One million is an extraordinary number, especially in the video game world. Yet, although they offer physical titles in limited quantities, Limited Run Games defied the odds and just clenched a legendary one million sales. Just as impressive, this was achieved by a young five-year-old company that has seen a lot of growth since.
CEO of Limited Run Games Josh Fairhurst—also one of the company's founders—talked with TechRaptor about his company's journey to great success and the very exciting plans for the future.
Limited Run Games' Journey to Success
Here's a story all too familiar to many game developers around the world: Their game has a lot of great ratings, but it just never got into the hands of too many people. This was the case with Josh Fairhurst, who, in addition to being the CEO of Limited Run, also is the president of Mighty Rabbit Studios.
Fairhurst's studio had just released a game called Breach & Clear, which lacked in sales and almost resulted in Might Rabbit's shutdown altogether. Fairhurst's last ditch effort was to brazenly convince the studio's partner to do a physical release of Breach & Clear—except, on an almost obsolete console at that point.
"By all accounts at the time, this was a crazy move," said Fairhurst. "The PlayStation Vita was 'dead' and Breach & Clear had sold miserably digitally on the platform. To me, I just wanted to hold a game that I made in my hands. I wanted to know my work was preserved for years to come and wouldn't just be lost when a server shut down. Surprisingly, it turned out there were people like me who wanted to hold their games physically. Breach & Clear sold out in 108 minutes and the rest is history."
From then on, Limited Run Games was born. As a division of Mighty Rabbit, Limited Run is based in North Carolina, a surprising hotbed of game development. Epic Games, one of the most well-known developers in the world, is based in Cary, North Carolina—but that's not the only big name.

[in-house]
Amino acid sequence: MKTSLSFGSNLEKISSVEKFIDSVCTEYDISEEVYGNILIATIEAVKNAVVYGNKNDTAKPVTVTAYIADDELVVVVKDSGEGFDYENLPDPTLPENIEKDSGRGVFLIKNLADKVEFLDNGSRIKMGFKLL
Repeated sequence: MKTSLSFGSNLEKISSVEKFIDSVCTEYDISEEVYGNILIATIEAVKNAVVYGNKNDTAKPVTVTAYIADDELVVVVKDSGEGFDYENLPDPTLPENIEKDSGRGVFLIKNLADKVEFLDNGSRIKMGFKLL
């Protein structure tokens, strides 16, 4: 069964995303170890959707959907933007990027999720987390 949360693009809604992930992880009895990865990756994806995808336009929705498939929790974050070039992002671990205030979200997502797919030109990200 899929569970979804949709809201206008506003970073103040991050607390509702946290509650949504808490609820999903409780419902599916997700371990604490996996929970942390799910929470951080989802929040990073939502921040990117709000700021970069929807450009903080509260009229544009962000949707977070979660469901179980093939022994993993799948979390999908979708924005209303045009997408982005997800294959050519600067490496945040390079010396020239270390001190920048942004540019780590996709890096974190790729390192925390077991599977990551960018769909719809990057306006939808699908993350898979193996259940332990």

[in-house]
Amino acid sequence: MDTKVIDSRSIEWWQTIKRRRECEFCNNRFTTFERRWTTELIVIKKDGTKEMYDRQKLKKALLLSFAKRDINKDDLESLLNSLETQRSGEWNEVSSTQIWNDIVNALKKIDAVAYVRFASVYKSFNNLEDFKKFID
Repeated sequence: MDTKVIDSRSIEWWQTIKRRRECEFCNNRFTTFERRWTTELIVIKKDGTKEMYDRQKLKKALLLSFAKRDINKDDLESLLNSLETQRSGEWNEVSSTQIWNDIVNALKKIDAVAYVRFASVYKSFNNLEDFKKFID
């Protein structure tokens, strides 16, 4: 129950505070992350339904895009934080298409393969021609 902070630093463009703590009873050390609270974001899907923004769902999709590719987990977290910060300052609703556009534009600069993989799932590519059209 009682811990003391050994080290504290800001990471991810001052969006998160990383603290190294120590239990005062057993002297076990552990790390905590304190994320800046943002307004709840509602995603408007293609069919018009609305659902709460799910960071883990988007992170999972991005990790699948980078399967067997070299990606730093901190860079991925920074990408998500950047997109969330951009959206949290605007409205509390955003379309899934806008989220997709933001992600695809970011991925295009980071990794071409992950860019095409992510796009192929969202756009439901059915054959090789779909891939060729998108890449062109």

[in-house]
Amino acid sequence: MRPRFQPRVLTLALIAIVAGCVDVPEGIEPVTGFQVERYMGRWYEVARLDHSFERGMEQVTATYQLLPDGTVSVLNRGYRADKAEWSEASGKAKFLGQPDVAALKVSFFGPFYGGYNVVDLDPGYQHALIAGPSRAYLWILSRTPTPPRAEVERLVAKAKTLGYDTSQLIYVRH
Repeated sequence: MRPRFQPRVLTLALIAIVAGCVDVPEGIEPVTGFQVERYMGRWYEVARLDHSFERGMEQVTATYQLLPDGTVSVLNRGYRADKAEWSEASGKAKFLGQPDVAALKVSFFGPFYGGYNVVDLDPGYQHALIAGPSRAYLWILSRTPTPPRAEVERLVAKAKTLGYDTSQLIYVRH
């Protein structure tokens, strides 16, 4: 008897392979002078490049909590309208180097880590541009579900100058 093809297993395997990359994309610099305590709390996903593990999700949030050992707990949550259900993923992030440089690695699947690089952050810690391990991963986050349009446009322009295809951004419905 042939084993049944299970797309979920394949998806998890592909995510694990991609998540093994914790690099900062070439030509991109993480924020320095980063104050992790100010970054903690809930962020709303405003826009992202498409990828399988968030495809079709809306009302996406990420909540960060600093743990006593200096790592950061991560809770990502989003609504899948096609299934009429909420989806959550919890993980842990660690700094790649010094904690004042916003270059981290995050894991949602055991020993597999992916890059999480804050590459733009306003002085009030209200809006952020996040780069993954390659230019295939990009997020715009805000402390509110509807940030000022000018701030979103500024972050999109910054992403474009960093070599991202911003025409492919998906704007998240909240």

"Not a lot of people know it, but Red Storm Entertainment is here (a division of Ubisoft most famous for making the Tom Clancy games)," said Fairhurst, "and Insomniac has a studio here as well. It's been a great place to be as we've grown. Our proximity to Epic is actually what allowed Shadow Complex to join our lineup so early on!"
The criteria to become a Limited Run-published game comes down to games that the company staff "personally enjoy," like Epic Games and Chair Entertainment's excellent Shadow Complex. Secondly, Fairhurst and the team at Limited Run look for games that have a community of passionate individuals—games that will cause buzz when fans find out that they can get a sweet new limited, physical copy of one of their favorite titles.
"If the community is excited about the game they love getting a physical release," said Fairhurst, "they amplify that news and it helps us reach new customers we might otherwise miss."
Some might assume that it's difficult to get a developer onboard for one of these exclusive and exciting limited releases. This is not the case, according to Fairhurst. He says that indie developers in particular are always excited to have a physical version of their game, just like Fairhurst's own personal experience with Breach & Clear. What better way to know that you've made it in the game development business than physical proof itself?
"It's kind of a validating thing," said Fairhurst. "If I told my dad I released a game and it was digital only, he's like 'Oh, that's great but you should get a real job,' but if I hand him an actual packaged product it's suddenly like 'Wow, this is a real thing you made.'"
Limited Run and One Million Orders
WE HIT ONE MILLION ORDERS TODAY! 🥳— Limited Run Games (@LimitedRunGames) March 6, 2020
Our one millionth order was from a new customer (who also added a donation to @GameHistoryOrg!). We'll be sending them some extra special goodies in their package.